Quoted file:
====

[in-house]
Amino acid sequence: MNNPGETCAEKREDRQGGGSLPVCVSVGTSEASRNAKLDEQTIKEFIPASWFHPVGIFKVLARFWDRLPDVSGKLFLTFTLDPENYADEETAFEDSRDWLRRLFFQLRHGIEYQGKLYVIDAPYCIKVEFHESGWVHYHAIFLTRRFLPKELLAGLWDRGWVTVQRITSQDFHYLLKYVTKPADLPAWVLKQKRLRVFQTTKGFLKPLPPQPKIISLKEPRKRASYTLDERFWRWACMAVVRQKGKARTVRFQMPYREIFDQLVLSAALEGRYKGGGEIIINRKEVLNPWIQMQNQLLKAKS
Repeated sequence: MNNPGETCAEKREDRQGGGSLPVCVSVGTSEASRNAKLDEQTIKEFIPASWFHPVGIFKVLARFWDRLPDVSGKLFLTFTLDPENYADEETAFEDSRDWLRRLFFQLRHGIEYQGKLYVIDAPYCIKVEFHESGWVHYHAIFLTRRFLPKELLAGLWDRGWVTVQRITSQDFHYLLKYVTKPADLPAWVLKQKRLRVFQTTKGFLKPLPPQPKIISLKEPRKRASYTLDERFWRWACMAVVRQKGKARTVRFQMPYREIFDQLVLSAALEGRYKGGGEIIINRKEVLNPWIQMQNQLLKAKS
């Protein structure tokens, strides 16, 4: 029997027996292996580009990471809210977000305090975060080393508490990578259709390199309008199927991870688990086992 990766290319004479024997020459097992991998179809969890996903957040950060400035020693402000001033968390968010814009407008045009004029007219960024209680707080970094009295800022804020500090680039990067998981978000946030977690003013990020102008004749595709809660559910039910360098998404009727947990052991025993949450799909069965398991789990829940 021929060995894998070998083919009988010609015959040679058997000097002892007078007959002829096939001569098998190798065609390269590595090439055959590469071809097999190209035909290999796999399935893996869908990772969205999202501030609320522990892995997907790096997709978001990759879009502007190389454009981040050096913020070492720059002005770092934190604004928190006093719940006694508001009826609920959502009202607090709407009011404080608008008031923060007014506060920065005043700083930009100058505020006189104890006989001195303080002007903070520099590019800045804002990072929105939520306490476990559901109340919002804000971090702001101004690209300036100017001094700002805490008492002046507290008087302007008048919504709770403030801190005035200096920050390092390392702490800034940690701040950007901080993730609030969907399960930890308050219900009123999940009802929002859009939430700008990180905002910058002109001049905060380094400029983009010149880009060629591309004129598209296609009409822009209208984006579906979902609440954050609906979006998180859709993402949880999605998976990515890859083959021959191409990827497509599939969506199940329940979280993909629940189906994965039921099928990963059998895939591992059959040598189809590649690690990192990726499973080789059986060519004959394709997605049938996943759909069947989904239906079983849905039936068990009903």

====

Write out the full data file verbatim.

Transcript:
[in-house]
Amino acid sequence: MNNPGETCAEKREDRQGGGSLPVCVSVGTSEASRNAKLDEQTIKEFIPASWFHPVGIFKVLARFWDRLPDVSGKLFLTFTLDPENYADEETAFEDSRDWLRRLFFQLRHGIEYQGKLYVIDAPYCIKVEFHESGWVHYHAIFLTRRFLPKELLAGLWDRGWVTVQRITSQDFHYLLKYVTKPADLPAWVLKQKRLRVFQTTKGFLKPLPPQPKIISLKEPRKRASYTLDERFWRWACMAVVRQKGKARTVRFQMPYREIFDQLVLSAALEGRYKGGGEIIINRKEVLNPWIQMQNQLLKAKS
Repeated sequence: MNNPGETCAEKREDRQGGGSLPVCVSVGTSEASRNAKLDEQTIKEFIPASWFHPVGIFKVLARFWDRLPDVSGKLFLTFTLDPENYADEETAFEDSRDWLRRLFFQLRHGIEYQGKLYVIDAPYCIKVEFHESGWVHYHAIFLTRRFLPKELLAGLWDRGWVTVQRITSQDFHYLLKYVTKPADLPAWVLKQKRLRVFQTTKGFLKPLPPQPKIISLKEPRKRASYTLDERFWRWACMAVVRQKGKARTVRFQMPYREIFDQLVLSAALEGRYKGGGEIIINRKEVLNPWIQMQNQLLKAKS
């Protein structure tokens, strides 16, 4: 029997027996292996580009990471809210977000305090975060080393508490990578259709390199309008199927991870688990086992 990766290319004479024997020459097992991998179809969890996903957040950060400035020693402000001033968390968010814009407008045009004029007219960024209680707080970094009295800022804020500090680039990067998981978000946030977690003013990020102008004749595709809660559910039910360098998404009727947990052991025993949450799909069965398991789990829940 021929060995894998070998083919009988010609015959040679058997000097002892007078007959002829096939001569098998190798065609390269590595090439055959590469071809097999190209035909290999796999399935893996869908990772969205999202501030609320522990892995997907790096997709978001990759879009502007190389454009981040050096913020070492720059002005770092934190604004928190006093719940006694508001009826609920959502009202607090709407009011404080608008008031923060007014506060920065005043700083930009100058505020006189104890006989001195303080002007903070520099590019800045804002990072929105939520306490476990559901109340919002804000971090702001101004690209300036100017001094700002805490008492002046507290008087302007008048919504709770403030801190005035200096920050390092390392702490800034940690701040950007901080993730609030969907399960930890308050219900009123999940009802929002859009939430700008990180905002910058002109001049905060380094400029983009010149880009060629591309004129598209296609009409822009209208984006579906979902609440954050609906979006998180859709993402949880999605998976990515890859083959021959191409990827497509599939969506199940329940979280993909629940189906994965039921099928990963059998895939591992059959040598189809590649690690990192990726499973080789059986060519004959394709997605049938996943759909069947989904239906079983849905039936068990009903």